According to Steam I’ve put in a little under 5 hours of collecting Slimes and their poop and I know that I’ve enjoyed my time with it prior to release, it’ll be fun to come back and see how it has changed.
Everyone loves games with a retro aesthetic. Even if that aesthetic isn’t very authentic, an older art style makes it possible for an indie game developer to communicate their gameplay ideas without spending all of their resources on art.
Many games choose a lo-fi art style for that reason, sometimes it’s pixely, Geneshift is another breed. Nik Nak Studios’ Ben Johnson instead chose to start developing Geneshift 8 years ago with an overhead perspective borrowed from Grand Theft Auto 2, before that series went third-person and open world.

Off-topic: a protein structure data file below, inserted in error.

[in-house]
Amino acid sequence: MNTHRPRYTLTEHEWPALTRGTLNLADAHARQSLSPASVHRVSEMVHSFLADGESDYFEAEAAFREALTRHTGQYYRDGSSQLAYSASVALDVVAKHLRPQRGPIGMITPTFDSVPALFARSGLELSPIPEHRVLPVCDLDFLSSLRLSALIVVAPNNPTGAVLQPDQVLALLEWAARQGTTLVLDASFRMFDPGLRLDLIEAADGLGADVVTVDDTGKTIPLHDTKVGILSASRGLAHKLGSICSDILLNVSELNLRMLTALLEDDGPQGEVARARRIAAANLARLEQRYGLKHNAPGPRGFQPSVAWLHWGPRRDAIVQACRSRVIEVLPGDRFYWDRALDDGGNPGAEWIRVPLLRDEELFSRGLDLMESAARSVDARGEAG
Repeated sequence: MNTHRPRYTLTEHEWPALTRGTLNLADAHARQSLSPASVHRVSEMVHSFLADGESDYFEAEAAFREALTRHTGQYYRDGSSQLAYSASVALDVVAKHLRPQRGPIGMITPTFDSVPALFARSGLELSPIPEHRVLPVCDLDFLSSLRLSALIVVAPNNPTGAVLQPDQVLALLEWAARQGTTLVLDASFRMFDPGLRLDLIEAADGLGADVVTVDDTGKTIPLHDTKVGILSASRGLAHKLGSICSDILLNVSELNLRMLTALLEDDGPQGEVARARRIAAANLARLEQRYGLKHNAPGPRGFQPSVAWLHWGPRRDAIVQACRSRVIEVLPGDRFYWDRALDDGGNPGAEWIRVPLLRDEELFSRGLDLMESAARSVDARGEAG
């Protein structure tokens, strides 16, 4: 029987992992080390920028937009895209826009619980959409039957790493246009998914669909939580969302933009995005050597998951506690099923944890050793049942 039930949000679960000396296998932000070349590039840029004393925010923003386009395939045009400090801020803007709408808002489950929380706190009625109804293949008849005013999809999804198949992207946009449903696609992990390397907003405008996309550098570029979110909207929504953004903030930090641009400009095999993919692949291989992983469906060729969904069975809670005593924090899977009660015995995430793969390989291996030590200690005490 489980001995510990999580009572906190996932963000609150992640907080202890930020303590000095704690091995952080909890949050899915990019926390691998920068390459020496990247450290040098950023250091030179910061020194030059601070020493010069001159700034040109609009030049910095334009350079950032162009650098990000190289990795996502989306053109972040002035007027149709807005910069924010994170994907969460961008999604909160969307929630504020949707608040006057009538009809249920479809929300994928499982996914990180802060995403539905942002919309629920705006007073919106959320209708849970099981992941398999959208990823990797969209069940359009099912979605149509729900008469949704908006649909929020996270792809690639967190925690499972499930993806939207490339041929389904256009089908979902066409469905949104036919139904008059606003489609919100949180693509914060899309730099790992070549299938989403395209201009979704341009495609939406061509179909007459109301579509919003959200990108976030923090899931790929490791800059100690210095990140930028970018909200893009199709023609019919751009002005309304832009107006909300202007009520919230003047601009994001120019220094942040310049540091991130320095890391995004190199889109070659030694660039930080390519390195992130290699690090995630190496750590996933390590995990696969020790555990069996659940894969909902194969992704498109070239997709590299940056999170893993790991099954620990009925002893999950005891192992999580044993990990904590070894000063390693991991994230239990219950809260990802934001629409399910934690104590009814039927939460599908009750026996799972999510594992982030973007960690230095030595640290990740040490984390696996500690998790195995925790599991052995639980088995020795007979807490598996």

Geneshift borrows a lot from GTA 2, the cars, the art style, and the perspective, but it also borrows from Diablo and other action-RPGs to have a single-player story alongside multiplayer. I haven’t been able to get into a game, but there appears to be a fairly large community of players on the game’s discord server.
I’ve put some time into the single player and it is clearly still early on, but it brings back some fondness for GTA2 and the game’s development is an inspiring story.
Geneshift is $10 and out now in Early Access for Windows and Linux.
Games with pieces in them similar to tetrominoes aren’t usually my thing. I like them stacked up at a similar height until they’re removed. Wacky tetrominoes that don’t clear lines or have wacky physics applied to them are even worse. You think you’re better than Alexey Pajitnov? Nah, keep trying.